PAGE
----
In the Shade

July 2022

The sun makes plant life possible, no question about it, but shade is not without influence. This month, our web features include stories about one formerly endangered plant and one aggressive invader that make use of shade, and an introduction to a Northern Research Station facility operations specialist who is using shade to reduce energy use.

Environmental Education

Our education partners at NASA have great resources on the urban heat island effect. Climate Kids explains this effect for upper elementary students. Educators, see this one-week pacing guide for teaching urban heat islands to older students. And follow up with i-Tree Design to choose locations for shade trees in your neighborhood.

Featured Staff Member

Jess Lewandowski

Jess LewandowskiJess Lewandowski, Facility Operations Specialist at the Northern Research Station Lab in Delaware, Ohio, has worked for the Station for 3 years. Lately he has been spending a lot of his time with the lab’s sustainable operations group to implement more energy efficient technologies and ideas throughout the facility. Working closely with a research scientist, he successfully integrated controls to automatically turn lights on and off as needed in shared spaces. “We also planted several bald cypress trees on the south side of the building to shade the windows in summer. The trees shed their needles in winter allowing the sun to shine in to help heat the building,” said Lewandowski.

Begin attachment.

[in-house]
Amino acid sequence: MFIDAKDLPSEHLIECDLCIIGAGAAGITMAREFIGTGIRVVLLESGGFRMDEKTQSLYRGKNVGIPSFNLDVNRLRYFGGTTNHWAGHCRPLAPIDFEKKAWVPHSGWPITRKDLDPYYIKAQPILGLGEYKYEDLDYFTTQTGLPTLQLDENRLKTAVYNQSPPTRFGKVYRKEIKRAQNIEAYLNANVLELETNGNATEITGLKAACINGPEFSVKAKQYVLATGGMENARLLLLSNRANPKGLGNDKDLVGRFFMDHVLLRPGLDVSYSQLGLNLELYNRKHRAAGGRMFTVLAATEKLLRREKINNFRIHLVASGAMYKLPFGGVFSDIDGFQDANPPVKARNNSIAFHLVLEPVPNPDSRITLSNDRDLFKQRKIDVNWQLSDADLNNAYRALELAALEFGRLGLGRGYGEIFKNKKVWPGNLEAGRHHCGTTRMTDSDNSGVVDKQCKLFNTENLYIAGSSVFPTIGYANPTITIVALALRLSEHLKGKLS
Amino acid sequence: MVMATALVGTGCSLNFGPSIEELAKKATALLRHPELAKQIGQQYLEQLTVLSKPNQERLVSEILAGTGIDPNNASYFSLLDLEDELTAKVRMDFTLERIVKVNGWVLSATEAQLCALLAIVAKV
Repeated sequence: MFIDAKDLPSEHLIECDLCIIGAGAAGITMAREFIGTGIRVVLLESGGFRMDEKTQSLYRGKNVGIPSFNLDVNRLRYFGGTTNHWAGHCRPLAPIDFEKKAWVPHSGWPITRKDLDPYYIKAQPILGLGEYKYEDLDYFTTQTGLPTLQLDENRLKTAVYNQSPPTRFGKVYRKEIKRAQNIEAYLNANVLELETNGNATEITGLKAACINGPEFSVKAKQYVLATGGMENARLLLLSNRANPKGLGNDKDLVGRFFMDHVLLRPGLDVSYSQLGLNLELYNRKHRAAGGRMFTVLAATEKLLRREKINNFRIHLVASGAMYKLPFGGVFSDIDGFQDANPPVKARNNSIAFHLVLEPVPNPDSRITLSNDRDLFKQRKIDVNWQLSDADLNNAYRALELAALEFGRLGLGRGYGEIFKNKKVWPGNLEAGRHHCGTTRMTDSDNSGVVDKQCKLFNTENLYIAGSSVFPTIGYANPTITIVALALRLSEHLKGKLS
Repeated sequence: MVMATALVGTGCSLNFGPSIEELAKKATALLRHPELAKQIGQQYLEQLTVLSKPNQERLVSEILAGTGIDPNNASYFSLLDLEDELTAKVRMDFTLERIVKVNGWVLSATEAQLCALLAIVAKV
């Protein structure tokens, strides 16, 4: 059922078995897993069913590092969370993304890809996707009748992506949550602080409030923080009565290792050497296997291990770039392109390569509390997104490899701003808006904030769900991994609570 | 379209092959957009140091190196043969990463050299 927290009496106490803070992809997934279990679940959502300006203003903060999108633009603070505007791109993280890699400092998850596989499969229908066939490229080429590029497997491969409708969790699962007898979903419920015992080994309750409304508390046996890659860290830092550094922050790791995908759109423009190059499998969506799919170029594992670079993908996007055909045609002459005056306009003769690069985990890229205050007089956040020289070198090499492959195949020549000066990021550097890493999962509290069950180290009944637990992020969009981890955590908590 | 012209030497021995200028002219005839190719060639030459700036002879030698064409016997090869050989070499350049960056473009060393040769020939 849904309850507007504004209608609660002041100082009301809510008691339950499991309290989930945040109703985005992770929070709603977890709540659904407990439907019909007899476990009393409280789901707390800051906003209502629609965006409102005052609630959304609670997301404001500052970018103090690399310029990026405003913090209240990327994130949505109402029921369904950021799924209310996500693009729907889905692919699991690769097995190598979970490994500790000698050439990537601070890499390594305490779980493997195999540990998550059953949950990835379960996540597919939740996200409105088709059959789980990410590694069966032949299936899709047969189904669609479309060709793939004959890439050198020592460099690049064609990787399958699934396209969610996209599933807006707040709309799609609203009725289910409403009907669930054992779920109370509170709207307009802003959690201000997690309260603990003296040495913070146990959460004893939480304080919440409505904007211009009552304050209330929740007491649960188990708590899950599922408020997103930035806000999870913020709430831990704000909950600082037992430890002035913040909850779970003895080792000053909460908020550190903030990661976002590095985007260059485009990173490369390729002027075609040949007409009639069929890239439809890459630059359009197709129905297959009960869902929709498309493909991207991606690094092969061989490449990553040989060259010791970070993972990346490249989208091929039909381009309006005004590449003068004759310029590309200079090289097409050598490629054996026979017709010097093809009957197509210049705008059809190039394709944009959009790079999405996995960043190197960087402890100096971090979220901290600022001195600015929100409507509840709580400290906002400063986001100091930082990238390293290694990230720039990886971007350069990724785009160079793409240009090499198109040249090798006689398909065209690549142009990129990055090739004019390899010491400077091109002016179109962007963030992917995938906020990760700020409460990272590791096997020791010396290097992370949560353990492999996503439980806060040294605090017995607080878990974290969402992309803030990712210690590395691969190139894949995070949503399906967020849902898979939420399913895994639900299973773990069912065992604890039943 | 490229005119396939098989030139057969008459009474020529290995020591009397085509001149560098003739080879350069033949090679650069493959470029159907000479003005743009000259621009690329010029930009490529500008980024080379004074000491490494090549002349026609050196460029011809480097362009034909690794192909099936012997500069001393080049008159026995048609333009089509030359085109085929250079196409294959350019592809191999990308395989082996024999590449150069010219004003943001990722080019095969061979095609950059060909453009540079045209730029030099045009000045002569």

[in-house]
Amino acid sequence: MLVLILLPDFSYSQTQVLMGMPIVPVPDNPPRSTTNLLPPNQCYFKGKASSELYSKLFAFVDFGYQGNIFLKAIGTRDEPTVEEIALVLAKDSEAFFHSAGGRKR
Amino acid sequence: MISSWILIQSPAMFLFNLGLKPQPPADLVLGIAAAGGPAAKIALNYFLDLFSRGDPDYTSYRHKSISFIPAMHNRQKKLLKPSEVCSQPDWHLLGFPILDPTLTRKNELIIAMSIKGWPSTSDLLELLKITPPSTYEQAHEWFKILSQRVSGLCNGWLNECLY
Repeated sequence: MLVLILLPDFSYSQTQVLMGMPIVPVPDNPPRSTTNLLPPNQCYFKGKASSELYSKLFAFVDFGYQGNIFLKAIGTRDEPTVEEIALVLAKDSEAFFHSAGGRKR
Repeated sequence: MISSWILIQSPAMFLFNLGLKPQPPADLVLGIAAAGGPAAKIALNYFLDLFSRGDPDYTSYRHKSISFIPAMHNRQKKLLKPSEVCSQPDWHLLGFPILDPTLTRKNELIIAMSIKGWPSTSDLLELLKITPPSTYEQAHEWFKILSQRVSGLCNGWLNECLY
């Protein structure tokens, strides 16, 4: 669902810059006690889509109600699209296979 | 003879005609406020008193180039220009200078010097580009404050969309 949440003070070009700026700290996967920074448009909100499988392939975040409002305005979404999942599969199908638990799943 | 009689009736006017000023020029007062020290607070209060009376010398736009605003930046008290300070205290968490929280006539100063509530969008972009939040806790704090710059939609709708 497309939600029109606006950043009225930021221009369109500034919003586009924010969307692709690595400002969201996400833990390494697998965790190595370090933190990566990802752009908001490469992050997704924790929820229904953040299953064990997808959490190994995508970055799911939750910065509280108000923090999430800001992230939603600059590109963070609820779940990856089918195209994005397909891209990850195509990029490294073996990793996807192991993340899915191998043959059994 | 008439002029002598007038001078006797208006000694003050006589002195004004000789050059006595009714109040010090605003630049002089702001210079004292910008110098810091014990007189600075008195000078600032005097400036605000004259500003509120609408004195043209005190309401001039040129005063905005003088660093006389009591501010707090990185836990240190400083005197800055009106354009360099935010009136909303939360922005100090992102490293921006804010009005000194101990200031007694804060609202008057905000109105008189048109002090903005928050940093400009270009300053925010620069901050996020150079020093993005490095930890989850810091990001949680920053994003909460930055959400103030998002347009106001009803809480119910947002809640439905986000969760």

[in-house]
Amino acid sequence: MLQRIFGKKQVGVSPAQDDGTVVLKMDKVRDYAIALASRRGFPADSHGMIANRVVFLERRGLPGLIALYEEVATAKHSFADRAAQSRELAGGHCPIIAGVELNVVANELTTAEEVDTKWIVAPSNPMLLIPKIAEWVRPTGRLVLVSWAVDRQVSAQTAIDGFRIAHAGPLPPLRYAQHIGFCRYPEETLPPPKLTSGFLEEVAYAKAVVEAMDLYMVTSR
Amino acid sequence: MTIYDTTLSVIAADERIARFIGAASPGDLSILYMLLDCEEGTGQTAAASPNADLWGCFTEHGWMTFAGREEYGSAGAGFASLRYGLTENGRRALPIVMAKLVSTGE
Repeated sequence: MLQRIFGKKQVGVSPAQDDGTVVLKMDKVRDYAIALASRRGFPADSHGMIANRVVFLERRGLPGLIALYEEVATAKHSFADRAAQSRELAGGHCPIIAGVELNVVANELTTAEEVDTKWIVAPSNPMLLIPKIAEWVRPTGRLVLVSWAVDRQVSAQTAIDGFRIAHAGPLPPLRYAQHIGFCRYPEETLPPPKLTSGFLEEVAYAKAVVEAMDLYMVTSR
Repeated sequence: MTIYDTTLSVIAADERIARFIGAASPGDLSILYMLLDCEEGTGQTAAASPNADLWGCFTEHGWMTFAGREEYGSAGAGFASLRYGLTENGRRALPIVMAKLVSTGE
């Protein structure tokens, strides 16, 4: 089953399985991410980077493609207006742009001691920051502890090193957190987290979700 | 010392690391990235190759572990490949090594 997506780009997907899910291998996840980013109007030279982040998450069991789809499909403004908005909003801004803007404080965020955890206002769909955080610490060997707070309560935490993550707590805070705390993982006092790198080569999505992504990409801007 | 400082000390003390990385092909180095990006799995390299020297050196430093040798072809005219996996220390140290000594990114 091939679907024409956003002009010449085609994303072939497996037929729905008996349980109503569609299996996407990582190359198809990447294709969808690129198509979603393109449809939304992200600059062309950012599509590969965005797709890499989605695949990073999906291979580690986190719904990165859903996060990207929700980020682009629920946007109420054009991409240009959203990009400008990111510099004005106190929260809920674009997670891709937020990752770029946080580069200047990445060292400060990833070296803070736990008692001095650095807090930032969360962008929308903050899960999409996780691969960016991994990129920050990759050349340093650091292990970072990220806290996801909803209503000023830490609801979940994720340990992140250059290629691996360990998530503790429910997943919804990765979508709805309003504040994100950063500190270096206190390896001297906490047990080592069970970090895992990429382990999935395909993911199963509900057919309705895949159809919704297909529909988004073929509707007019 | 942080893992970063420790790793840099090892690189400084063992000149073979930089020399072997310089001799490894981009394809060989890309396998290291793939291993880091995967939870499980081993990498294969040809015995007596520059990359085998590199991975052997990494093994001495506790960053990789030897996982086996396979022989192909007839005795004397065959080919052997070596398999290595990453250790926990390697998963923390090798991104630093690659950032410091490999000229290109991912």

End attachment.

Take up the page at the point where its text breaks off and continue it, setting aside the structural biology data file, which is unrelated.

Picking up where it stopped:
Lewandowski grew up in a valley in upstate New York surrounded by fields, hills, and orchards. The Finger Lakes flanked his childhood home to the east and west just beyond the slopes. “My days were spent hiking, camping, hunting, swimming, and all other outdoor mischief one can get into,” said Lewandowski.

Following high school, he joined the United States Marine Corps and served two tours to Iraq receiving over a dozen medals. After his service was complete, he worked in commercial construction for several years before deciding to move to Wisconsin and go to college. “I graduated with honors and received my bachelor’s degree and worked for the Dane County Park System all the while,” said Lewandowski.

When his spouse finished her Ph.D. and got a job in Ohio, he followed and landed a job with an algae harvesting company focused on finding novel compounds to cure certain types of cancers. Following that he landed his current job with the Forest Service. “The thing I like most about working for the Forest Service is the people. From the top down, everyone is pleasant, understanding, and willing to help when needed,” he said.